Successful Prosthodontic care depends upon1) The correct diagnosis 2) Selecting the best treatment plan 3) Properly executing the plan XIV Classification of the Partially Edentulous Arch The most commonly used classification system is the Kennedy Classification. This system classifies the patient by the most posterior edentulous area: Class I Class II - Bilateral distal extension - Unilateral distal extension 4
Class III - Unilateral tooth supported Class IV - Anterior edentulous span crossing the midline
Other edentulous areas anterior to the classifying area are referred to as modification spaces. So a patient could be a Kennedy Class II mod 1,2,etc.
REMOVABLE PARTIAL DENTURE DESIGN
I Philosophies of RPD Design & Stress Distribution a) Stress Breakers b) Precision Attachments c) Broad Stress Distribution - the most commonly subscribed to today II Principles a) Lateral or torquing forces damage teeth & supporting structures b) An RPD can act as an: inclined plane, if not properly supported by well defined and executed rests & tissue support a fulcrum, the length of the fulcrum (lever arm) determines the amount of force transferred to the abutment tooth c) Every effort should be made through the design of the RPD to minimize fulcrums and to prevent rotation in the sagittal, vertical, and horizontal planes d) Support is more important than retention in the design of RPDs, especially extension RPDs Fulcrum line- is through the most distal abutment (rest), on either side of the arch, multiple fulcrum lines can exist e) Eliminate as many modification spaces as possible, (through fixed,etc.) without creating a unilateral RPD Indirect retainers- resist movement of the RPD away from the tissue base * They are rests anterior to the fulcrum line * They are placed as far anterior to the fulcrum line as possible * Ideally placed, perpendicular to the fulcrum line f) Properly prepared guiding planes contribute greatly to the stability and retention of the RPD 5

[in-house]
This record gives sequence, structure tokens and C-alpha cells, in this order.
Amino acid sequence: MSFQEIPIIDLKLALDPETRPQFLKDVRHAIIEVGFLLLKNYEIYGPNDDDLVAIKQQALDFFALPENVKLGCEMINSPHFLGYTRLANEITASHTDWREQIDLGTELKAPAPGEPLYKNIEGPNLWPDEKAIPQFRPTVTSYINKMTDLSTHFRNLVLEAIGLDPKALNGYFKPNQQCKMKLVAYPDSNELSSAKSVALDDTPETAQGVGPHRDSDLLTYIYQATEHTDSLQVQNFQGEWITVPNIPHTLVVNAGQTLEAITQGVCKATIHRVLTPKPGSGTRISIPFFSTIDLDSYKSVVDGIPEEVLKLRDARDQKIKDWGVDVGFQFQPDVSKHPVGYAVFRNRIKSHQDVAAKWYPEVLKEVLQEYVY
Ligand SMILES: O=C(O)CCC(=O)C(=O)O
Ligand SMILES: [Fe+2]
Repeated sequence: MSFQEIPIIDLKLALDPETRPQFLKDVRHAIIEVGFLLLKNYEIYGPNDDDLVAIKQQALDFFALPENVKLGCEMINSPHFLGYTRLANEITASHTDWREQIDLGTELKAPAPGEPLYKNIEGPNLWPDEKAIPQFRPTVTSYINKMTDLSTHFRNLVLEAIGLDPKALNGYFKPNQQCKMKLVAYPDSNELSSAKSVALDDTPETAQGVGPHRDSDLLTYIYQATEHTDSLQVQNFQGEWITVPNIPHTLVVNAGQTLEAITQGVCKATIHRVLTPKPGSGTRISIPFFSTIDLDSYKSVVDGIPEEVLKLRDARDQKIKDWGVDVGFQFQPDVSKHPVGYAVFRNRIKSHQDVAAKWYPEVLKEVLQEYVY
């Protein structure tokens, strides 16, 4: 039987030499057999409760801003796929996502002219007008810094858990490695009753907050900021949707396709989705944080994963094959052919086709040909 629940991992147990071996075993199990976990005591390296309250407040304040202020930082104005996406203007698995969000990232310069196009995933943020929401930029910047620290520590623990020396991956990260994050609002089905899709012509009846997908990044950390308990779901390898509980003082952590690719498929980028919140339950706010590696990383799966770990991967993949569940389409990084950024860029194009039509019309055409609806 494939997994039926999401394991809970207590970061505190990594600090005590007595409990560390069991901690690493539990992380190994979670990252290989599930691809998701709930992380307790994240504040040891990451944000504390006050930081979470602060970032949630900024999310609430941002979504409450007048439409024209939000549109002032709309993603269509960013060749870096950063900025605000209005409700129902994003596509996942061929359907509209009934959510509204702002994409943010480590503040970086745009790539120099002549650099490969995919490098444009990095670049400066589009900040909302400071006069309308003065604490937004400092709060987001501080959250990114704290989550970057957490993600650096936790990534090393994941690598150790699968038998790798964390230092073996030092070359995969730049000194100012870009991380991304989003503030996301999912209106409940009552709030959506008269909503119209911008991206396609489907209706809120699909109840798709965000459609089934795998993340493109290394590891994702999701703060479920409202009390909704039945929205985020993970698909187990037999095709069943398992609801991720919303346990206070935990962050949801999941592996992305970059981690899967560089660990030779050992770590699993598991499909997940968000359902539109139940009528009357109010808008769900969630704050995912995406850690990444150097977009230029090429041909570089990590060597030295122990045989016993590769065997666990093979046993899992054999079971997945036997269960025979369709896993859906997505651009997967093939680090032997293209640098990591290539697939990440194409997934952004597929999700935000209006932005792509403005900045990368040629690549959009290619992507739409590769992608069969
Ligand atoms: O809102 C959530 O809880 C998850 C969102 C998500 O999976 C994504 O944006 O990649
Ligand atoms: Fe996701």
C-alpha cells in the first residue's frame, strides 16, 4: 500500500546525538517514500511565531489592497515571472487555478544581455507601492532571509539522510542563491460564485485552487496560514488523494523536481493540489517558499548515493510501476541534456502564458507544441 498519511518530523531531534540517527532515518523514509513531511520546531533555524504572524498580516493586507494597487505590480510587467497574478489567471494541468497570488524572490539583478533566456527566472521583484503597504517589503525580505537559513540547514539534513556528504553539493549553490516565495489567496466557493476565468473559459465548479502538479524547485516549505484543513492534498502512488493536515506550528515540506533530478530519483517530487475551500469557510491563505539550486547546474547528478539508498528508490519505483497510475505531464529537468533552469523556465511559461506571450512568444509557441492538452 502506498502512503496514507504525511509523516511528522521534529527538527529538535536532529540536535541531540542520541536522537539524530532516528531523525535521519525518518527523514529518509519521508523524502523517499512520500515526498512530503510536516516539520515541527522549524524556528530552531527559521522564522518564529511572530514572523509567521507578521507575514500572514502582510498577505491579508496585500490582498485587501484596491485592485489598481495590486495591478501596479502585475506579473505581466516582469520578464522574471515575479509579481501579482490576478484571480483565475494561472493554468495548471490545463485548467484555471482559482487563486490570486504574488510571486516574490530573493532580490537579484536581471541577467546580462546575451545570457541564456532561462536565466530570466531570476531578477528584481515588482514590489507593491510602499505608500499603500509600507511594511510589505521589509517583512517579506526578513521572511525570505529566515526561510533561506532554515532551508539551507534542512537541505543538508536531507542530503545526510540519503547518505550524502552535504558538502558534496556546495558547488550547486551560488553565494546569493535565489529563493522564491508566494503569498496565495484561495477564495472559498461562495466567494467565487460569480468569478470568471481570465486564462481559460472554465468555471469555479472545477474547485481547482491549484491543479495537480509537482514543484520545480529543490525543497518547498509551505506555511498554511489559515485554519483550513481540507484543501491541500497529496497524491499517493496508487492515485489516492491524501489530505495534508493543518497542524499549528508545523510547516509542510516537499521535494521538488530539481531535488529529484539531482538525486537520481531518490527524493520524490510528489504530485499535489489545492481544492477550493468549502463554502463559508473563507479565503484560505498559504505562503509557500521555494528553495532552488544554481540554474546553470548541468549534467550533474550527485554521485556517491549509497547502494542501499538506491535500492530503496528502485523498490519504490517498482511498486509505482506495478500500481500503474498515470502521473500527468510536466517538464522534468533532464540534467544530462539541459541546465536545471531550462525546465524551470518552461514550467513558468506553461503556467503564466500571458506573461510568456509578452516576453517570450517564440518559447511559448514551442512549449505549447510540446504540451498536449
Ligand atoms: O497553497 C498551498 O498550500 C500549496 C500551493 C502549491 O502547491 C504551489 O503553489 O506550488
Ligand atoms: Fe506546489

g) Either cover the marginal gingiva completely or stay well away from it h) Retention is controlled by 1) depth of the undercut 2) flexibility of the clasp arm Flexibility of clasps is dependant upon: * type of metal * shape * thickness * length Retentive undercutsNiCr or CrCO - 0.010" Type IV gold - 0.015" Wrought wire - 0.015-0.020" The more flexible the clasp, the less force transmitted to the abutment tooth, but, The more flexible the clasp, the more vertical and lateral forces are transmitted to the residual ridge A retentive clasp must be opposed by reciprocating elements or an element of the framework that encircle at least 180 degrees of the tooth Reciprocating arm * Above, but close to the height of contour * Contacts tooth at the same time or before the retentive arm * Usually at the junction of the occlusal and middle thirds Wrought wire - either* tack solder to the retentive mesh * Imbed in the wax prior to acrylic processing * Imbed in the acrylic post processing NEVER let a laboratory cast to a wrought wire Beading (maxillary arch only) * 6mm from gingival sulcus * 0.5 - 1.0mm wide * Prevents food debris from collecting under RPD * Allows for the tapering of the metal framework, especially posterior borders Design Rules * Rests and guide plates are always adjacent to edentulous areas * Cross palatal midline at right angles 6